[Along with cultural ferment, it's important to add, the island is striving in fits and starts to go green ecologically. Aging and polluting diesel-powered electricity generation is being supplemented (and eventually will be taken off-line) -- by three hilltop banks of wind-power stations. And Larry Ellison (of Oracle software fame) has purchased 98% of the neighboring island of Lana'i (the former Dole pineapple island), with plans to make it eventually self-sufficient in food and power, and generate revenues by selling excess solar/wind power to other islands.]
New-ish road-signs featuring the traditional ali’i or chief, like this one marking a church, say a lot. Native traditions and images, disparaged in colonial times, or made downright illegal like speaking Hawai’ian was, start to regain something of their original stature and significance, however incomplete, through their use as symbols and icons.
Since we’ve arrived we’ve frequently heard the Hawai’ian saying “Maui nō ka ʻoi” — “Maui’s the best”* — and without shamelessly trying to fake a non-existent familiarity with the archipelago (we’re here on Maui just 6 days, after all), we’re still inclined to think this particular island deserves its status: small enough to escape much of the busy-ness and hype of Oahu where we spent two days, and dramatically varied enough to provide rain-forest, tropical, upland, mountain and desert landscapes, all within a day’s drive on the “ring road” around east Maui.
In the end, though, for me as a brief visitor and interloper, it’s not the beaches but the mountains that call with the clearest voice of the spirits of place. He ali’i ka’aina, goes another local proverb: the land is a chief. He kauwa ke kanaka — we are its servants. To belong to a land …
Maui’s chief mountain is Haleakala, “House of the Sun,” though clouds often skirt the slopes. How instinctively we realize: mountains earn and deserve our attention as vivid gestures of our planet, and as ancient and powerful spiritual tools. Viewing them, meditating in their presence, ascending them, whether on a clear day or through a cloud cover that may cloak them in mystery, can mirror and induce a spiritual ascent.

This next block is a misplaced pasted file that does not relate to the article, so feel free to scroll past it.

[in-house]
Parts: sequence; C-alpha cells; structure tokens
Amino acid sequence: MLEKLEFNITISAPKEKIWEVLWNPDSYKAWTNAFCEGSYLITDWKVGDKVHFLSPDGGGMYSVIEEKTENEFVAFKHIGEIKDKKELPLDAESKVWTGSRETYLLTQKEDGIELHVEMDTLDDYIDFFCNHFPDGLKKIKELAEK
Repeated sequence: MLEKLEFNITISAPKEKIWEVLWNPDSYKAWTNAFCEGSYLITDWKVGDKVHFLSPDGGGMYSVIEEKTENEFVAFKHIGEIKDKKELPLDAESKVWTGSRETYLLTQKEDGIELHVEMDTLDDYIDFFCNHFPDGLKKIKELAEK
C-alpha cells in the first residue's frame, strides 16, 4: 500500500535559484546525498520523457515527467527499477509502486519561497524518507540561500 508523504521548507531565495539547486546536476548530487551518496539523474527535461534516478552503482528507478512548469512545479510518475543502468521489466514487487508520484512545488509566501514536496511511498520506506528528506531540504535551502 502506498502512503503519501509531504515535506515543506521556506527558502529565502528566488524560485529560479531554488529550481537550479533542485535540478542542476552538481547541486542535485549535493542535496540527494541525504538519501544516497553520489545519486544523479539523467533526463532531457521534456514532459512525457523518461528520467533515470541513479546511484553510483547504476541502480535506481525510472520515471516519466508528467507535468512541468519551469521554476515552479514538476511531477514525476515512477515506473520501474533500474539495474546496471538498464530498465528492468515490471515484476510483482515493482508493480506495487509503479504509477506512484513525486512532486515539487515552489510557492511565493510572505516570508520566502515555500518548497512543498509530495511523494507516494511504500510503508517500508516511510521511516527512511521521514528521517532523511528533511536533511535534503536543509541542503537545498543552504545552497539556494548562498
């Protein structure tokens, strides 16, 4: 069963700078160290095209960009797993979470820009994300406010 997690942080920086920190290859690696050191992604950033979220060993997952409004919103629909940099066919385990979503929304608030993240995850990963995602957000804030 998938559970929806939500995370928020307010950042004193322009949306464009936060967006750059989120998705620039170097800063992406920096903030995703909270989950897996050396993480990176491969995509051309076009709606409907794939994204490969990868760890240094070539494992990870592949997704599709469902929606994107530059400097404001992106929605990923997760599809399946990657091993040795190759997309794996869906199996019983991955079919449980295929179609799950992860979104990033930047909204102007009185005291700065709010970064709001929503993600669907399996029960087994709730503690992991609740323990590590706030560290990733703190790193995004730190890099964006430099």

Here we are part-way up and facing west, overlooking west Maui. You can see the ocean on the left, arching inward to central Maui.
Vegetation thins as you climb above the clouds, till bare volcanic rock dominates. This is no longer the beach and sun of tourist brochures, but land still being born, raw from creation.
Hikers can make the climb on foot; if you haven’t already noticed your car’s temperature gauge, the sign announces how far you have come above the sea.
When you enter Haleakala National Park at either the coastal or mountain visitor center, you can pick up a bilingual pamphlet (Hawai’ian appearing first, too!) that clearly attests to the re-emerging potency of native Hawai’ian culture. Yes, you can not pick it up, or pick it up and not read it, or read and forget it. But … After a short paragraph explaining the principle of kuleana, responsibility to the land, “passed on to us from our kupuna (ancestors),” the visitor is admonished: “Therefore, as you enter this sacred place, this kuleana is now placed upon you.”
Here is the otherworldly crater at the peak.
Imagine such words in every park, every public place across the land! “Therefore, as you enter this sacred place, this responsibility is now placed upon you.” Then imagine people respecting and heeding such words. Here is a start, a seed. Let there be many such seed-places around the world. May we plant them. May they grow from here, from every such place. We need them so desperately. And may beauty help lead us where we need to go. This for me has been a gift of Maui.
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*Maui Nō Ka ʻOi is also the name of a local island magazine, full of touristy articles and images.
After New Mexico and Arizona, we drove two long days, without tourist stops, on our way to Washington and the Olympic Peninsula (OP). Of course Utah, Idaho and Oregon have their own pleasures, but we’d focused our itinerary on some key destinations like the OP and its temperate rain-forests (with a side trip to Victoria BC). Besides, we were also due in Tacoma at a weaving conference my wife would attend. The contrast between high desert and rain-forest re-energized our tourist hunger.
With Seattle and Tacoma as our base (cheaper — and more easily available — hotels), we first set out counterclockwise, north then westward on Rt. 101, the ring-road around the OP. Dining opportunities were one major draw. With Hood Canal (below) oysters and clams and Dungeness crab from the Strait of Juan de Fuca to choose from, you too can fulfill your devotion to terroir with fresh and local cuisine, especially if good seafood is at all your weakness.